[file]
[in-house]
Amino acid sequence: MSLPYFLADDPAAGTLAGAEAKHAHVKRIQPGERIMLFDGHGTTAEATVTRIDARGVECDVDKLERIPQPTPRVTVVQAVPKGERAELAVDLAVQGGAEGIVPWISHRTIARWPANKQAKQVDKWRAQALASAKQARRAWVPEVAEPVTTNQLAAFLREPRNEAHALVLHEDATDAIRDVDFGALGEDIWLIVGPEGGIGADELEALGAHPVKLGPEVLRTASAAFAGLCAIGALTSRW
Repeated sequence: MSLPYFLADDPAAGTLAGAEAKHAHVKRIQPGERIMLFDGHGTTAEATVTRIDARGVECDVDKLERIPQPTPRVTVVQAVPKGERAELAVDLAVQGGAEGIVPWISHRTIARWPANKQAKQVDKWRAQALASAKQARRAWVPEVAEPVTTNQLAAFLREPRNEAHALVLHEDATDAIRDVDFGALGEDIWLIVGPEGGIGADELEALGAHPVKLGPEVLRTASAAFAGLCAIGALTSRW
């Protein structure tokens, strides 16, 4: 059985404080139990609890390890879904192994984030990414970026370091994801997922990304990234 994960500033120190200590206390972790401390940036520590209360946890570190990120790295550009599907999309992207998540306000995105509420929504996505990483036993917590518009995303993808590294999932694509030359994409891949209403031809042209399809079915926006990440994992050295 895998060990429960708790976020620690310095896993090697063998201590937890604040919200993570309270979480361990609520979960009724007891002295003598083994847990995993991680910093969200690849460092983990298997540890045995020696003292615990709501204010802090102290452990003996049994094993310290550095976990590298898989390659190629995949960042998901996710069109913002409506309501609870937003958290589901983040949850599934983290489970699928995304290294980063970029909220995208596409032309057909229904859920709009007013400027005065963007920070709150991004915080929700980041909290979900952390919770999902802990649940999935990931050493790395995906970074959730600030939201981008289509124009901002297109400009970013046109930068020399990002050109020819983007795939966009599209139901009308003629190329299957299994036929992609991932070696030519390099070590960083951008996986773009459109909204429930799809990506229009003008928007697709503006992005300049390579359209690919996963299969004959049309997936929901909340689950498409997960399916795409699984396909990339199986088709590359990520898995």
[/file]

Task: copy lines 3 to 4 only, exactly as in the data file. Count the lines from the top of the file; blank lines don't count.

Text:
Repeated sequence: MSLPYFLADDPAAGTLAGAEAKHAHVKRIQPGERIMLFDGHGTTAEATVTRIDARGVECDVDKLERIPQPTPRVTVVQAVPKGERAELAVDLAVQGGAEGIVPWISHRTIARWPANKQAKQVDKWRAQALASAKQARRAWVPEVAEPVTTNQLAAFLREPRNEAHALVLHEDATDAIRDVDFGALGEDIWLIVGPEGGIGADELEALGAHPVKLGPEVLRTASAAFAGLCAIGALTSRW
């Protein structure tokens, strides 16, 4: 059985404080139990609890390890879904192994984030990414970026370091994801997922990304990234 994960500033120190200590206390972790401390940036520590209360946890570190990120790295550009599907999309992207998540306000995105509420929504996505990483036993917590518009995303993808590294999932694509030359994409891949209403031809042209399809079915926006990440994992050295 895998060990429960708790976020620690310095896993090697063998201590937890604040919200993570309270979480361990609520979960009724007891002295003598083994847990995993991680910093969200690849460092983990298997540890045995020696003292615990709501204010802090102290452990003996049994094993310290550095976990590298898989390659190629995949960042998901996710069109913002409506309501609870937003958290589901983040949850599934983290489970699928995304290294980063970029909220995208596409032309057909229904859920709009007013400027005065963007920070709150991004915080929700980041909290979900952390919770999902802990649940999935990931050493790395995906970074959730600030939201981008289509124009901002297109400009970013046109930068020399990002050109020819983007795939966009599209139901009308003629190329299957299994036929992609991932070696030519390099070590960083951008996986773009459109909204429930799809990506229009003008928007697709503006992005300049390579359209690919996963299969004959049309997936929901909340689950498409997960399916795409699984396909990339199986088709590359990520898995």